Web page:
Keith Olbermann’s new show on Al Gore’s Current TV will have the same name as his old one on MSNBC — Countdown With Keith Olbermann. It will also air in Olbermann’s old 8 PM slot beginning June 20, 2011. Olbermann abruptly left MSNBC in January and joined Current in February as Chief News Officer and producer and anchor of a primetime show. “Countdown With Keith Olbermann will showcase the return to television of one of America’s most gifted thinkers and communicators,” said Joel Hyatt, co-founder and Executive Vice Chairman of Current. “Keith will be back, speaking truth to power and calling them as he sees them — but this time, on America’s only independent news and information TV network.”
MSNBC did pretty well with its State of the Union telecast, drawing 2.5 million viewers, up 4% from last year’s address, and the only cable news network to increase its audience year-to-year. It was also on par with last year’s ratings for the analysis immediately following President Barack Obama’s speech. But then things went downhill. From 11 PM-12 AM, MSNBC averaged 1.1 million viewers, down 24% from last year. The difference? Last year, the network had Keith Olbermann anchoring the hour. (To be exact, Countdown with Keith Olbermann aired from 10:45-11:45PM last January.) So 3 days after Olbermann’s abrupt exit on Friday night, MSNBC brass may be missing him already.
On his first show in the 8 PM time slot on MSNBC previously occupied by Keith Olbermann, Lawrence O’Donnell last night talked about what Olbermann’s tenure meant for the channel and for him personally. “I know that I now occupy a platform built for me by Keith Olbermann,” he said. “Had he not built this show and welcomed me to it, I would be at home tonight watching, I don’t know, the Real Housewives of somewhere.” Here is the video:
In his first public statement since his farewell address on the final episode of Countdown last Friday, former MSNBC anchor Keith Olbermann took to Twitter to thank his supporters and assure them he’ll be back. “My humble thanks to all Friends of Keith for the many kind words,” he just tweeted. “The reports of the death of my career are greatly exaggerated.” Olbermann, the host of MSNBC’s top-rated show Countdown, abruptly left the cable news channel on Friday night. Starting tonight, Countdown is being replaced by Last Word With Lawrence O’Donnell, which moved to 8 PM.
Here’s the statement that just came out from MSNBC President Phil Griffin. Well, that’s one way to goose the cable network’s seriously sagging ratings:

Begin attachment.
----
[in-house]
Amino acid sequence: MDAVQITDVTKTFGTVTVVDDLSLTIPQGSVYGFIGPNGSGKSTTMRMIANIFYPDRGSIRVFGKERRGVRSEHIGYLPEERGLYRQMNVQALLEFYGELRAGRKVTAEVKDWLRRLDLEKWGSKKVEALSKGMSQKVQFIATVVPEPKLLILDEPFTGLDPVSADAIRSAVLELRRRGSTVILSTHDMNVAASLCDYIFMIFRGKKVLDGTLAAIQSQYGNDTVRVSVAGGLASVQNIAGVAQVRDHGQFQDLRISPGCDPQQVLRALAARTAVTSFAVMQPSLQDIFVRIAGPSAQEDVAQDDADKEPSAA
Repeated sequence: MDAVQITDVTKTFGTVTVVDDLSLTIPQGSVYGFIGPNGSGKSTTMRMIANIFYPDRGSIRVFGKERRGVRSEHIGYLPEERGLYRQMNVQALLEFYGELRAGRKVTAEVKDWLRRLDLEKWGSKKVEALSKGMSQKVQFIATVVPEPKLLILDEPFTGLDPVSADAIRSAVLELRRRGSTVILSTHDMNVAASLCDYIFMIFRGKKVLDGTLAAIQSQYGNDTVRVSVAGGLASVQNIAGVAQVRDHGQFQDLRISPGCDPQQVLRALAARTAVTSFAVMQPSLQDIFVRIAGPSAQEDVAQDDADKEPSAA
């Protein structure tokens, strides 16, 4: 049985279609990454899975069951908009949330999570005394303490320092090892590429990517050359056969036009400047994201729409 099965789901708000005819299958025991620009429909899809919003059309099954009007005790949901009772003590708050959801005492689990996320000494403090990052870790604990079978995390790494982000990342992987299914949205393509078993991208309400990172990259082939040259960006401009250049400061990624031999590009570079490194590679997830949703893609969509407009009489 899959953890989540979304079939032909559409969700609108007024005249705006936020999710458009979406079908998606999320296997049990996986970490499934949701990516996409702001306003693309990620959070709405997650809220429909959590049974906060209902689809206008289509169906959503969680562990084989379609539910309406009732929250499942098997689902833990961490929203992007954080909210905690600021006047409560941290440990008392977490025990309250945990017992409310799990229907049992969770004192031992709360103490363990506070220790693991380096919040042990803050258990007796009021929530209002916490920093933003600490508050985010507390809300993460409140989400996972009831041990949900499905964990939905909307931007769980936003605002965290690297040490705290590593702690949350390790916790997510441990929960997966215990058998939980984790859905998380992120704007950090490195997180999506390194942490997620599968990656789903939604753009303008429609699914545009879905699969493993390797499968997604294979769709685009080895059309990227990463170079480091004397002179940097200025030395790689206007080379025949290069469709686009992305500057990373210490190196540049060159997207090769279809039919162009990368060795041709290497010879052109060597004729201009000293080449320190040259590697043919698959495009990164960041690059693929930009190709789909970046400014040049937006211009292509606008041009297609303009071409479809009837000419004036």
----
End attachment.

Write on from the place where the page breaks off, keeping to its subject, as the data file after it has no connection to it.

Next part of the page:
After several days of deliberation and discussion, I have determined that suspending Keith through and including Monday night’s program is an appropriate punishment for his violation of our policy. We look forward to having him back on the air Tuesday night.
The lifting of Olbermann’s suspension follows the $7 million-a-year MSNBC anchor’s own first public statement on Twitter today about the ruckus over his making political contributions that violated network policy. Or was he put on ice because, as news reports are suggesting, he wouldn’t deliver an on-air apology? At least this mess is over now:
Another headache for new CNN topper Ken Jautz: the embattled news cable network’s latest primetime offering Parker Spitzer trailed the competition at 8 PM in its debut last night. That’s the one-hour show on CNN hosted by former New York Democratic governor Eliot Spitzer and political columnist Kathleen Parker. It drew 454,000 viewers, 118,000 of them in the 25-54 demographic, finishing No.4 behind HLN’s Nancy Grace (468,000 total viewers, 149,000 in adults 25-54), MSNBC’s Countdown with Keith Olbermann (1,225,000, 329,000 in 25-54) and time slot leader, Fox News’ The O’Reilly Factor (3,112,000, 722,000 in 25-54). Parker Spitzer also dropped from its anemic 7 PM lead-in John King USA (742,000 total viewers, 101,000 in 25-54. Ironically, Parker Spitzer was down 8% in total viewers and 26% in the demo from the September averages for Rick Sanchez’s Rick’s List, which was filling in at 8 PM.